Tuesday, December 15, 2009

Asian Stocks Mixed, but Nikkei Rises After Report on Delayed Capital Rules

. Tuesday, December 15, 2009

By stockOzone team

Japanese bank shares surged on Wednesday after a report of a possible delay in new global bank capital rules, while the Australian dollar fell on decreased chances of an interest rate increase in Australia in February.

Dealers scrambled to slash bets that the Reserve Bank of Australia would raise rates a fourth consecutive time after a top central banker said rates were already back in a normal range.

The news came as the Australian dollar was already in retreat after data showed the economy grew at a slower-than-expected pace in the third quarter.

In Japan, shares of leading banks posted double-digit gains, pushing up the Nikkei 225 index, after the Nikkei business daily reported that global banking regulators have agreed to establish a transition period of at least 10 years for new capital rules.

Shares of Mizuho Financial Group, the second-largest bank in Japan, after Mitsubishi UFJ Financial Group, vaulted nearly 18 percent and third-ranked Sumitomo Mitsui Financial Group surged 15 percent.

“One of the biggest problems for the Nikkei has been supply and worry about additional equity fundraising, and if this news is true it means that we don’t need to worry about this, especially in connection with banks, for a while,” said Nagayuki Yamagishi, a strategist at Mitsubishi UFJ Securities in Tokyo.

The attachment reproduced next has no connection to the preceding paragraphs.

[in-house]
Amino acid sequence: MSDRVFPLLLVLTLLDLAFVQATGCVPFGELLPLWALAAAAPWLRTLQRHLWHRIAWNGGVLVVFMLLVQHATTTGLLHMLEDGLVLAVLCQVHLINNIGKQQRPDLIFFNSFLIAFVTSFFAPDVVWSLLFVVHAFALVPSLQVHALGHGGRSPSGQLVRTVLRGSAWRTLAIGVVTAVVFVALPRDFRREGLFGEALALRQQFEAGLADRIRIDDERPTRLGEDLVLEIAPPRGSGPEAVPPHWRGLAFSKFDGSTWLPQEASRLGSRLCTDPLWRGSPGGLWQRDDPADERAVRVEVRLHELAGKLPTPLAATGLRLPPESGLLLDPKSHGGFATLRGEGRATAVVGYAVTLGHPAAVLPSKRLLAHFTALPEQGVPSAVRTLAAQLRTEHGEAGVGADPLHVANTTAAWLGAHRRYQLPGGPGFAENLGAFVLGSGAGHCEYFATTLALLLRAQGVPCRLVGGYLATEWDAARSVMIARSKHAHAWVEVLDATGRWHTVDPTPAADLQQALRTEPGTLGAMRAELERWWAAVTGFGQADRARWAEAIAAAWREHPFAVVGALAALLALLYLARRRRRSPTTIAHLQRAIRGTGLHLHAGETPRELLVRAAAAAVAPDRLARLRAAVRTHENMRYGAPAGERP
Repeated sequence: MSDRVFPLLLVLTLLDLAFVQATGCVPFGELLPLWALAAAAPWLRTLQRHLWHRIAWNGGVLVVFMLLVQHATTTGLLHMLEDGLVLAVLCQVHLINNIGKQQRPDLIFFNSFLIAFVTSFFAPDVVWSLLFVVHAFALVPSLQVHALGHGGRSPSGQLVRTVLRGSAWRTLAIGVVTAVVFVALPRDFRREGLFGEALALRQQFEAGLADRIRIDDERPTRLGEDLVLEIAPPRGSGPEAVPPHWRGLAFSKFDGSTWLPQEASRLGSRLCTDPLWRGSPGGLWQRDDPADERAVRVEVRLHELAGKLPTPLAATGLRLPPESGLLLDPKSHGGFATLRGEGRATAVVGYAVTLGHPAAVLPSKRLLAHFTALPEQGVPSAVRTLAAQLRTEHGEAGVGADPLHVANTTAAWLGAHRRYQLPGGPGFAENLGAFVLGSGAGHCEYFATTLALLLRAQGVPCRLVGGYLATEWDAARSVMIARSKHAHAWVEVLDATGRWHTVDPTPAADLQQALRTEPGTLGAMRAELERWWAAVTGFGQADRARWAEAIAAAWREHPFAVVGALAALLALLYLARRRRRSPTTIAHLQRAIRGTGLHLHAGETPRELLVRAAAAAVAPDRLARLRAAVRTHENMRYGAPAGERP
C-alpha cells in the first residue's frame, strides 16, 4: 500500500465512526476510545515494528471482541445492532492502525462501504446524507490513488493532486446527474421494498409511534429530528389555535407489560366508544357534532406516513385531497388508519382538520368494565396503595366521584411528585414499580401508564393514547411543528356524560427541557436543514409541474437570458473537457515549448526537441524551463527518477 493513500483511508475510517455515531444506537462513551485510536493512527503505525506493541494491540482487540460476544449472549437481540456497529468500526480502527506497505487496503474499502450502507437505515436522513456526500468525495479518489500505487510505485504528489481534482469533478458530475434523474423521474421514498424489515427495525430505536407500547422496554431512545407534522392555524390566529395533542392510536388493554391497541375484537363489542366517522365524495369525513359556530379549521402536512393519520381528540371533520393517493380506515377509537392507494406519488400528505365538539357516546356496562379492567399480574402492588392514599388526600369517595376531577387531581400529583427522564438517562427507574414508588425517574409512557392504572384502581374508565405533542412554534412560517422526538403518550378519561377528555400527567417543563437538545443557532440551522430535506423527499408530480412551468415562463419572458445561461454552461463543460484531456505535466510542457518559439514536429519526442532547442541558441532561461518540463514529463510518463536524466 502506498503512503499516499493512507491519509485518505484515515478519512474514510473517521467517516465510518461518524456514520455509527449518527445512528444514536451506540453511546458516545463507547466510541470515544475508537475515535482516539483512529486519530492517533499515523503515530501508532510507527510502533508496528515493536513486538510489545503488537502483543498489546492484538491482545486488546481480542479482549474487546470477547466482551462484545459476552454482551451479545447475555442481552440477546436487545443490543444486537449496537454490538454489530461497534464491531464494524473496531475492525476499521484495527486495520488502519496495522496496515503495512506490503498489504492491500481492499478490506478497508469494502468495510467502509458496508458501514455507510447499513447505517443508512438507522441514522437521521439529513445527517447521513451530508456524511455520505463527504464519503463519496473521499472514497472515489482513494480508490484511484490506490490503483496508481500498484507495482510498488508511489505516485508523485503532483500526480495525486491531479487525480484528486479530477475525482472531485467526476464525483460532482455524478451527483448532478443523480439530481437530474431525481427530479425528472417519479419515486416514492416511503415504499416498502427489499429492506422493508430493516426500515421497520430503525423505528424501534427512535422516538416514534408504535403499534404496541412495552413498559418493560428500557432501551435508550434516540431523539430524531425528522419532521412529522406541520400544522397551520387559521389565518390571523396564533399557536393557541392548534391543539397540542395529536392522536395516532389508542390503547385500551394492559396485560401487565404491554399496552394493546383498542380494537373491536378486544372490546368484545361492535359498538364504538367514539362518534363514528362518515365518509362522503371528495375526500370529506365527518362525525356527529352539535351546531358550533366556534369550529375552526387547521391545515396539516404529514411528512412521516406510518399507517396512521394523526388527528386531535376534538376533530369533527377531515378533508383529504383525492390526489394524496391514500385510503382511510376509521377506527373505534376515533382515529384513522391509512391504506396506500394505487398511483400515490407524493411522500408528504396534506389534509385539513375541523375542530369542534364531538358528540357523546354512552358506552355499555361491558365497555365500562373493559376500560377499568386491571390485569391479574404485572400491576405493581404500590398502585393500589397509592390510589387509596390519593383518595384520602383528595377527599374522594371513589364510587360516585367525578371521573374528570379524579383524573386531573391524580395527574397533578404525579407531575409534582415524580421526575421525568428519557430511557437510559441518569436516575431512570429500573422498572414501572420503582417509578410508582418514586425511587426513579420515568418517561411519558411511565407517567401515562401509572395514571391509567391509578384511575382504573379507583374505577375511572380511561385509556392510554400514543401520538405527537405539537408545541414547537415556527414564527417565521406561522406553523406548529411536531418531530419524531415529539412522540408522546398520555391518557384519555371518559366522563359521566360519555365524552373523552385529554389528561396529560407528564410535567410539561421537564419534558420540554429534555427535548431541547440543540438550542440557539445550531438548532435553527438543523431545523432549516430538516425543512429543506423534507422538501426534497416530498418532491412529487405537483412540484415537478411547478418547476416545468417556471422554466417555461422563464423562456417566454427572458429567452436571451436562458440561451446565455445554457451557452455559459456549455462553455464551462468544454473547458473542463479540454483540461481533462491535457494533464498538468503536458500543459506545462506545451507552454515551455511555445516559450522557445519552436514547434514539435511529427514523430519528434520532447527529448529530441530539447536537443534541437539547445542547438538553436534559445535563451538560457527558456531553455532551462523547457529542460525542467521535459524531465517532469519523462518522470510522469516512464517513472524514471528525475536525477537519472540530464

The Nikkei rose 1 percent in late morning trading.

Stocks in much of the rest of Asia eased as investors awaited to see if a statement from the U.S. Federal Reserve later in the day would signal any policy changes.

The MSCI index of Asia Pacific stocks outside Japan was down 0.5 percent, weighed by the materials and consumer staples sectors.

The South Korean Kospi was flat, as was the benchmark S.&.P/ASX 200 index in Australia.

In China, the Shanghai benchmark index was up 0.3 percent, and the Hang Seng in Hong Kong slipped 0.1 percent.

Stocks in Taiwan fell 0.6 percent.

March 10-year U.S. Treasury futures were up slightly after the cash market took a beating overnight after energy costs helped to push up producer prices in November for the biggest monthly rise since August.

The Australian dollar fell 0.6 percent to 90.05 U.S. cents to its lowest since Nov. 27, while March bill futures were up 0.12 point, indicating investors now see a lower chance of a policy rate rise in February after the central bank remarks and third-quarter GDP data that showed the economy grew a meager 0.2 percent from the previous quarter.

Disclosure: Author does not own any of the stocks discussed here.

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